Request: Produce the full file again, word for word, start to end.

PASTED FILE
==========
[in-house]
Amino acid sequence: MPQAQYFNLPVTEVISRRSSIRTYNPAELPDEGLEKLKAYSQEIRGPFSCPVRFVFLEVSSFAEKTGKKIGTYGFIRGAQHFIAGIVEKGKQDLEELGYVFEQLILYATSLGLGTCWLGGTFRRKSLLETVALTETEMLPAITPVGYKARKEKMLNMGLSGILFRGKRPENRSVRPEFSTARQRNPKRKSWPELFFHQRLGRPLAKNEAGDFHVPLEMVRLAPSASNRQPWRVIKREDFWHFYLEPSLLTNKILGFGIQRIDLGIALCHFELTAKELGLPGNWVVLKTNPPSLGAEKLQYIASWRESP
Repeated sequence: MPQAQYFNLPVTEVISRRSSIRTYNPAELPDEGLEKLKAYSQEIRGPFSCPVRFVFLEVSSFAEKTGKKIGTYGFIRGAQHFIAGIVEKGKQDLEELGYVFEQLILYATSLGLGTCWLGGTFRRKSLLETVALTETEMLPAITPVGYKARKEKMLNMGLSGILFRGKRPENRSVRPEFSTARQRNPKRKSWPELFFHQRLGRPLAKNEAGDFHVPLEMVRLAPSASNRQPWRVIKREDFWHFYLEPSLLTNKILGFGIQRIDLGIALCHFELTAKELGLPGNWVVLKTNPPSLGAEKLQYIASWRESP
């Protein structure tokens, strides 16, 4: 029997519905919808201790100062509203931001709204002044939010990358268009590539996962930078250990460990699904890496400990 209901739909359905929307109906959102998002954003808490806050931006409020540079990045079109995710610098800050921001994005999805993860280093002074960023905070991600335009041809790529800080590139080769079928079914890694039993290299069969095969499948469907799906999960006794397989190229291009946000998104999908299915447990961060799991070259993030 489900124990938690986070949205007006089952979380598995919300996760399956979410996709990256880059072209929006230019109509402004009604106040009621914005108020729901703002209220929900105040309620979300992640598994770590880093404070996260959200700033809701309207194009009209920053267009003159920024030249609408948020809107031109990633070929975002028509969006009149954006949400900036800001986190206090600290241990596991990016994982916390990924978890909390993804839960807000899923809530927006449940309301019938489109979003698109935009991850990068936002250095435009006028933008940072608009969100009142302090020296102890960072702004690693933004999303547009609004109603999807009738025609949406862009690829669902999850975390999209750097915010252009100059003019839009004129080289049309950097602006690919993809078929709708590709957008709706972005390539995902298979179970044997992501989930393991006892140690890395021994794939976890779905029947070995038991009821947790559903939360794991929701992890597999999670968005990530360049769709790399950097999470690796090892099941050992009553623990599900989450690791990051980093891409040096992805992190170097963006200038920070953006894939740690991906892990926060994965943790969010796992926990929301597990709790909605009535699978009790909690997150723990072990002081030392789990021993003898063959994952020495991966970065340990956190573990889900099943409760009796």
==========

[in-house]
Amino acid sequence: MPQAQYFNLPVTEVISRRSSIRTYNPAELPDEGLEKLKAYSQEIRGPFSCPVRFVFLEVSSFAEKTGKKIGTYGFIRGAQHFIAGIVEKGKQDLEELGYVFEQLILYATSLGLGTCWLGGTFRRKSLLETVALTETEMLPAITPVGYKARKEKMLNMGLSGILFRGKRPENRSVRPEFSTARQRNPKRKSWPELFFHQRLGRPLAKNEAGDFHVPLEMVRLAPSASNRQPWRVIKREDFWHFYLEPSLLTNKILGFGIQRIDLGIALCHFELTAKELGLPGNWVVLKTNPPSLGAEKLQYIASWRESP
Repeated sequence: MPQAQYFNLPVTEVISRRSSIRTYNPAELPDEGLEKLKAYSQEIRGPFSCPVRFVFLEVSSFAEKTGKKIGTYGFIRGAQHFIAGIVEKGKQDLEELGYVFEQLILYATSLGLGTCWLGGTFRRKSLLETVALTETEMLPAITPVGYKARKEKMLNMGLSGILFRGKRPENRSVRPEFSTARQRNPKRKSWPELFFHQRLGRPLAKNEAGDFHVPLEMVRLAPSASNRQPWRVIKREDFWHFYLEPSLLTNKILGFGIQRIDLGIALCHFELTAKELGLPGNWVVLKTNPPSLGAEKLQYIASWRESP
């Protein structure tokens, strides 16, 4: 029997519905919808201790100062509203931001709204002044939010990358268009590539996962930078250990460990699904890496400990 209901739909359905929307109906959102998002954003808490806050931006409020540079990045079109995710610098800050921001994005999805993860280093002074960023905070991600335009041809790529800080590139080769079928079914890694039993290299069969095969499948469907799906999960006794397989190229291009946000998104999908299915447990961060799991070259993030 489900124990938690986070949205007006089952979380598995919300996760399956979410996709990256880059072209929006230019109509402004009604106040009621914005108020729901703002209220929900105040309620979300992640598994770590880093404070996260959200700033809701309207194009009209920053267009003159920024030249609408948020809107031109990633070929975002028509969006009149954006949400900036800001986190206090600290241990596991990016994982916390990924978890909390993804839960807000899923809530927006449940309301019938489109979003698109935009991850990068936002250095435009006028933008940072608009969100009142302090020296102890960072702004690693933004999303547009609004109603999807009738025609949406862009690829669902999850975390999209750097915010252009100059003019839009004129080289049309950097602006690919993809078929709708590709957008709706972005390539995902298979179970044997992501989930393991006892140690890395021994794939976890779905029947070995038991009821947790559903939360794991929701992890597999999670968005990530360049769709790399950097999470690796090892099941050992009553623990599900989450690791990051980093891409040096992805992190170097963006200038920070953006894939740690991906892990926060994965943790969010796992926990929301597990709790909605009535699978009790909690997150723990072990002081030392789990021993003898063959994952020495991966970065340990956190573990889900099943409760009796």